Why the Fed Is Risking a Recession

Recession fears are mounting as the Federal Reserve embarks on an aggressive campaign to raise interest rates, and politicians and members of the public are increasingly wondering why central bankers plan to cause hardship to the economy.

The short answer is: it’s the tool the Fed has to control inflation.

The central bank is trying to force the rise in prices to slow down. It does this by raising interest rates, which makes mortgages, auto loans, and business loans more expensive. As silver becomes more expensive, it weighs on spending and hiring, weakening the job market and the economy in general, perhaps in particular. Slower growth will give supply a chance to catch up with demand.

The adjustment process is already unpleasant: stock prices have fallen, home sales are starting to slow, and unemployment is expected to rise. But the Fed has a way to bring inflation back in line, and that’s by hammering households and businesses until they stop spending so much. Central bankers have acknowledged that the transition could be bumpy and that a recession is a real risk.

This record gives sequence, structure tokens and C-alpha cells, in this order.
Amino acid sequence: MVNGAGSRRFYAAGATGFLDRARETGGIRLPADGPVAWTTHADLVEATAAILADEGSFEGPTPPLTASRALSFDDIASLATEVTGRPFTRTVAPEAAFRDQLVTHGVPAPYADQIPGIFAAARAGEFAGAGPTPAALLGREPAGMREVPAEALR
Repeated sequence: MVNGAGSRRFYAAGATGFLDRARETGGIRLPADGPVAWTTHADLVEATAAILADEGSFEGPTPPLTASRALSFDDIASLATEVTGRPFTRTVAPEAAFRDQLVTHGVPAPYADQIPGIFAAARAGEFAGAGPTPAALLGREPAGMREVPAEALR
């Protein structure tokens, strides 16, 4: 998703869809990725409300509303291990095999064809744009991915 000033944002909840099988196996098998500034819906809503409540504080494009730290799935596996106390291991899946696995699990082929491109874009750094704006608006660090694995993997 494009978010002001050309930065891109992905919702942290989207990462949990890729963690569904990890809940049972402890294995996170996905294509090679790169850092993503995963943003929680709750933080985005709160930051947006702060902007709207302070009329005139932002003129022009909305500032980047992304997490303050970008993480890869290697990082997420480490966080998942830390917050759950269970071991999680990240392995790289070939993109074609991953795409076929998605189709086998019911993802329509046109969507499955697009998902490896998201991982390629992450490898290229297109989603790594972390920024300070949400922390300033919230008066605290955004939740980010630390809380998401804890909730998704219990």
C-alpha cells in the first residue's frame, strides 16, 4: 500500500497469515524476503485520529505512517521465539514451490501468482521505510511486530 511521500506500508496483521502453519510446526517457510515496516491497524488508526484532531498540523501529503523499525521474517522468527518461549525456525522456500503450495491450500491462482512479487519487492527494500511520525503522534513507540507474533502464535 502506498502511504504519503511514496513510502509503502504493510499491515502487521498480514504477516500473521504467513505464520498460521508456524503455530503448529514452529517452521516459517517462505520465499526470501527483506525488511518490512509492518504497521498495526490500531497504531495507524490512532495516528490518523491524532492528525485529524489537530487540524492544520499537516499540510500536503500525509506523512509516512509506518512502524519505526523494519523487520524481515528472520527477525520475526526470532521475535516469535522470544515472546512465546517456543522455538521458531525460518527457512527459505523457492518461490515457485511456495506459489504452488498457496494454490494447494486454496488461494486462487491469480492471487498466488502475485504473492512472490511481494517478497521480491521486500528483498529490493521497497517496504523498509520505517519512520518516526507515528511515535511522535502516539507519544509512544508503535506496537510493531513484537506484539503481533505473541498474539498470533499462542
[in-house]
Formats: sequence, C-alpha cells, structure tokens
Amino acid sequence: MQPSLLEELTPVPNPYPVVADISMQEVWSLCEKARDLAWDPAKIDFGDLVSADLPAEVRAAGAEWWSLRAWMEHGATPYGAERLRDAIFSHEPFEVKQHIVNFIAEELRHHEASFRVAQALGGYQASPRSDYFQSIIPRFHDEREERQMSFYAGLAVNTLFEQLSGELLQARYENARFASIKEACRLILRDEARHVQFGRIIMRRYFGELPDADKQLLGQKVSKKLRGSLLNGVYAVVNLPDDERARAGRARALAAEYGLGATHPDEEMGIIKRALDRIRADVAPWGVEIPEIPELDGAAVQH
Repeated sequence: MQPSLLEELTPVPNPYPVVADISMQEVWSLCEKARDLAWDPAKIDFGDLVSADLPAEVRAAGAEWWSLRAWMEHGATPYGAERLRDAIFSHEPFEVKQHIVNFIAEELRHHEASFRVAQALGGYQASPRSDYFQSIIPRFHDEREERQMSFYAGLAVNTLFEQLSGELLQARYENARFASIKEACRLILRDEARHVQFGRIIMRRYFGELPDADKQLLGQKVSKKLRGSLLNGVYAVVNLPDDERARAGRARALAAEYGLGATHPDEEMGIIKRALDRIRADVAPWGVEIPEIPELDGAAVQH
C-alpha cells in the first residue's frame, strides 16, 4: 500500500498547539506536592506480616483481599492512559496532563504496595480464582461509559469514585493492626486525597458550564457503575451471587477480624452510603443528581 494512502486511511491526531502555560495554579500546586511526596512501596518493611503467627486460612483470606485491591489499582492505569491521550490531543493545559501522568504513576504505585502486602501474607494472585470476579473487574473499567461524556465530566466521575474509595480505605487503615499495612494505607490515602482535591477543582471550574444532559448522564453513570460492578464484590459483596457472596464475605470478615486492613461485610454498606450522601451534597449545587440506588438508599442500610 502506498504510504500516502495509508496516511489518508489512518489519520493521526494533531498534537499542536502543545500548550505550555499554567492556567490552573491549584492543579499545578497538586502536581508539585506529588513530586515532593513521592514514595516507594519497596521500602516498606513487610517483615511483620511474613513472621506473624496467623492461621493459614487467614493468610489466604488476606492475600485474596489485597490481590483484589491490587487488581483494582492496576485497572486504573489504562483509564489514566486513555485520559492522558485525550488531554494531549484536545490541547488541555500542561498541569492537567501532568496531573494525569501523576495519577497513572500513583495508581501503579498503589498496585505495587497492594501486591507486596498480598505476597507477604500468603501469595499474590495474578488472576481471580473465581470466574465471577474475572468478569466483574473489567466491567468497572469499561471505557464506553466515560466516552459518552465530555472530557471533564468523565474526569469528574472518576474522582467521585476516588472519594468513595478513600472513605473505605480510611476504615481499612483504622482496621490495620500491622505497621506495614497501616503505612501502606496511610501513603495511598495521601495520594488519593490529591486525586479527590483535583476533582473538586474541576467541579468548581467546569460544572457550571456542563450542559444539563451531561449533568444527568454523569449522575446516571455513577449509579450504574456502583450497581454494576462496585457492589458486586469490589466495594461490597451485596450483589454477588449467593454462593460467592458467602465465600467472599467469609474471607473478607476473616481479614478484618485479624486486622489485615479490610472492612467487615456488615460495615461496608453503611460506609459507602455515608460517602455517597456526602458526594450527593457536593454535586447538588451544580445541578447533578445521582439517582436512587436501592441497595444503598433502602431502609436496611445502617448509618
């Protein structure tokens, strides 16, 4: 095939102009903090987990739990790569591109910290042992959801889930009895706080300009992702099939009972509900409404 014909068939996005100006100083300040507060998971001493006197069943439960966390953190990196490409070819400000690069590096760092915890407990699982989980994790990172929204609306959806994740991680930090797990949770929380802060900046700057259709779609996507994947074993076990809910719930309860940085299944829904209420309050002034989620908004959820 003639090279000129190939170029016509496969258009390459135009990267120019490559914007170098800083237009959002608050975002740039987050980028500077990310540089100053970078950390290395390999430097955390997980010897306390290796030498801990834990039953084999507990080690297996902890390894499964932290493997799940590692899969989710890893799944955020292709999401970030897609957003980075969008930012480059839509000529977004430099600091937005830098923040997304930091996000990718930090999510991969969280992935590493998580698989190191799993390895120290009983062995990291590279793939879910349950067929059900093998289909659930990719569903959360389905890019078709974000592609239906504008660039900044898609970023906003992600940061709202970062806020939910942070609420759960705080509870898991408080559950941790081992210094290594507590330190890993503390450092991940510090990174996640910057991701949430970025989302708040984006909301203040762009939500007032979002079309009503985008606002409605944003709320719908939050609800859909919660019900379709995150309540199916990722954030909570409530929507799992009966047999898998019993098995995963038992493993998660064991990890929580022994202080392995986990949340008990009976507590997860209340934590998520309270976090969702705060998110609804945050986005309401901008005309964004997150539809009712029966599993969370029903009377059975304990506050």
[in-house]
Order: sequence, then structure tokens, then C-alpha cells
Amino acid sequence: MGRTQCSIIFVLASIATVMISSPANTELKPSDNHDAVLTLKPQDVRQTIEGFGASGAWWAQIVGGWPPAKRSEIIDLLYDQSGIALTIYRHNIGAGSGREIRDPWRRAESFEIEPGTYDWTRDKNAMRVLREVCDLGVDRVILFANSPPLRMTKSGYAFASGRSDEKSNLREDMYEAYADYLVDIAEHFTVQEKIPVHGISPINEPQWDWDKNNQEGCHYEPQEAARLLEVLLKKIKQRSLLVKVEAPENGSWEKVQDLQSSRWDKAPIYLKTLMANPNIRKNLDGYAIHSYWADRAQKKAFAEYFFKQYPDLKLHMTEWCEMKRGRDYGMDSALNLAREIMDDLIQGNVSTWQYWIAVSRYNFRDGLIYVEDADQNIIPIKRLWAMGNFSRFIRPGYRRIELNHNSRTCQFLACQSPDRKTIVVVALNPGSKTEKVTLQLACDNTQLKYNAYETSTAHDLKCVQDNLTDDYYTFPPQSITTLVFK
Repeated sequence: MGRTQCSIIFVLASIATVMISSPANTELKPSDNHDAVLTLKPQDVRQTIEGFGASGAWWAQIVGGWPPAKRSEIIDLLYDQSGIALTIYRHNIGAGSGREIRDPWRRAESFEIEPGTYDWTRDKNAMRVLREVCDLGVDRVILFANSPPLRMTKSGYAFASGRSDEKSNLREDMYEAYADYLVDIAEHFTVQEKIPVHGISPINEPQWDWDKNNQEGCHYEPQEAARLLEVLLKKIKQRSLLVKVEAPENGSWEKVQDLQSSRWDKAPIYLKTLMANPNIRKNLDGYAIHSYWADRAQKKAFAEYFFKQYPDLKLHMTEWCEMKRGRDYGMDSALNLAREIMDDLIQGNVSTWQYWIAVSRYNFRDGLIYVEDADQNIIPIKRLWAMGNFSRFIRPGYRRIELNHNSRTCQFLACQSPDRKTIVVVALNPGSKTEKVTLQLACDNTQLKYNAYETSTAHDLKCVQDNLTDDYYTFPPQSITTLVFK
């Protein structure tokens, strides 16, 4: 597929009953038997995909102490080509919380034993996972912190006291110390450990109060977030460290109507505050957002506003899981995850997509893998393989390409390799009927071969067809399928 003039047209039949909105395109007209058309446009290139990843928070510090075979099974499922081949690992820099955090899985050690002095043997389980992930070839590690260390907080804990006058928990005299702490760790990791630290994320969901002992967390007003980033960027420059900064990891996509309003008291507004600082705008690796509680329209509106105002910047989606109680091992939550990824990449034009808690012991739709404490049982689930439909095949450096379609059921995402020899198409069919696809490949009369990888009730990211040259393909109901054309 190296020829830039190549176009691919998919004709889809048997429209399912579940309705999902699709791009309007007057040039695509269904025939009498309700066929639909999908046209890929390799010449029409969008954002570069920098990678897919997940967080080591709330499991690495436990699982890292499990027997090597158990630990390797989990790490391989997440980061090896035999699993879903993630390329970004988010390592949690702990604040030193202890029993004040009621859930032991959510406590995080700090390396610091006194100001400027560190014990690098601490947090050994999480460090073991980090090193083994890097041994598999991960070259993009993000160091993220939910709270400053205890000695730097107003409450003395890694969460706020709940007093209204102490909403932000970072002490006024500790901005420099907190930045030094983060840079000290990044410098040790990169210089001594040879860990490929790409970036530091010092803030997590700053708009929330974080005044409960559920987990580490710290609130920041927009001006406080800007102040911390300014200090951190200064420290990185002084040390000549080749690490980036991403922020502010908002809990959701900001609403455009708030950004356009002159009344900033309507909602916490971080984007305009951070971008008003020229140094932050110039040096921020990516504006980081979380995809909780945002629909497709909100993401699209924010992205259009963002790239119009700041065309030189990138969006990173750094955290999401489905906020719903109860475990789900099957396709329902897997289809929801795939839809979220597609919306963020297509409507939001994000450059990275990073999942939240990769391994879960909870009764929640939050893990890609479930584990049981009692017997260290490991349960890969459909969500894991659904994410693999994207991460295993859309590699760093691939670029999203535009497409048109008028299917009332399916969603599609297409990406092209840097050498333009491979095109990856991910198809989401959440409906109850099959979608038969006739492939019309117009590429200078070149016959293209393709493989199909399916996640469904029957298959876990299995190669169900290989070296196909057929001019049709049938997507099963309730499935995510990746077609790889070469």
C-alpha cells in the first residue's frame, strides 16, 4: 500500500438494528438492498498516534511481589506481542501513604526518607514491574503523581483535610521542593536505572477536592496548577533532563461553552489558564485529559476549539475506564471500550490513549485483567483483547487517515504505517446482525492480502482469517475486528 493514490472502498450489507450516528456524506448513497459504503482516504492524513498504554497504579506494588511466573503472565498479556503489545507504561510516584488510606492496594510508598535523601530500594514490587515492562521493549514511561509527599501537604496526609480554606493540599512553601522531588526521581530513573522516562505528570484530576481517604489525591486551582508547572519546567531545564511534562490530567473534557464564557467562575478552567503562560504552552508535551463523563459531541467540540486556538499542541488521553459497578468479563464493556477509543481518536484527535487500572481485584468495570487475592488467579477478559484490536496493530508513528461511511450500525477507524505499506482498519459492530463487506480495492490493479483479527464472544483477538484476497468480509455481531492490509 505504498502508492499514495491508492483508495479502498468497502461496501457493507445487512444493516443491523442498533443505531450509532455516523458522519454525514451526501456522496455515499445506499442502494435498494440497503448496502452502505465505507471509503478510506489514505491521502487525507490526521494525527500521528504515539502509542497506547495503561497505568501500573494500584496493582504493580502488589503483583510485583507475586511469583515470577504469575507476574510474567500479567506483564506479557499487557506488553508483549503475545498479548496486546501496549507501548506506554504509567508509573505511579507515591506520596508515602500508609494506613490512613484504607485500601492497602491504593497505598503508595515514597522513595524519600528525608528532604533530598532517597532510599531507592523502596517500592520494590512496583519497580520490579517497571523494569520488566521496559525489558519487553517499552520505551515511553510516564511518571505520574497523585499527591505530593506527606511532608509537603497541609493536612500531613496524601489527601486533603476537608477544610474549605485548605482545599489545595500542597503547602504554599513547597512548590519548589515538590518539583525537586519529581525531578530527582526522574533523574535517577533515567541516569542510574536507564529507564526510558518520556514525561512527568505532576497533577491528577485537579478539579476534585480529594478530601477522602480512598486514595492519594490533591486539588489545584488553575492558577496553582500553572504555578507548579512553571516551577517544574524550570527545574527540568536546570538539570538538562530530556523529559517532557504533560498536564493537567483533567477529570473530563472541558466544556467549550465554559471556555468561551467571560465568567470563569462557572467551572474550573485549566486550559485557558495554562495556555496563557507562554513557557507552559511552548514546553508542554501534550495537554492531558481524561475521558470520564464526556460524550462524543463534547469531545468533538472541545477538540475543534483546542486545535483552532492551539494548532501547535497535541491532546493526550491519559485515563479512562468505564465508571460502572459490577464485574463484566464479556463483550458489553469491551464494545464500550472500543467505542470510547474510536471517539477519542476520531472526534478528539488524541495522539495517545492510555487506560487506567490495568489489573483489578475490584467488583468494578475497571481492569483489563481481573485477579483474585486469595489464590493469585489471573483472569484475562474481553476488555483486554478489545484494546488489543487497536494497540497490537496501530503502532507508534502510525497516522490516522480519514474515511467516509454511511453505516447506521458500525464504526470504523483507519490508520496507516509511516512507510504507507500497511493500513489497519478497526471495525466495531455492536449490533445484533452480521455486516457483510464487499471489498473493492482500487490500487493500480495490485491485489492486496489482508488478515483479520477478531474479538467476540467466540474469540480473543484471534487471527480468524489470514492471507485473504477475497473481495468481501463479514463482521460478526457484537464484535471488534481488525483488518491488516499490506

“Monetary policy is notoriously a blunt tool,” Fed Chairman Jerome H. Powell said in testimony before senators on Wednesday. “There is a risk that lower results are certainly possible, but that is not our intention.”

At the same time, they say, failing to try to calm inflation – allowing it to continue to rise and take root – would be the biggest problem.

“It’s very high inflation, and it’s hurting everyone,” Powell said.

Fed officials have argued that they may be able to slow the economy enough to allow inflation to moderate without stifling demand to the point of plunging America into recession. Central bankers predicted last week that they will increase unemployment slightly, but not sharply, this year and next.

But this soft landing is far from certain. As shocks continue to rock the economy – the war in Ukraine has driven up food and fuel prices, Chinese shutdowns to contain the pandemic have slowed factory output and shipping problems persist – this means that the central bank may have to slow demand even further to adjust to a constrained supply of goods and services.

“It’s definitely a possibility; that’s not our intention at all,” Powell said of a recession. “Certainly the events of the past few months around the world have made it more difficult for us to achieve what we want, which is 2% inflation and a still strong job market.”

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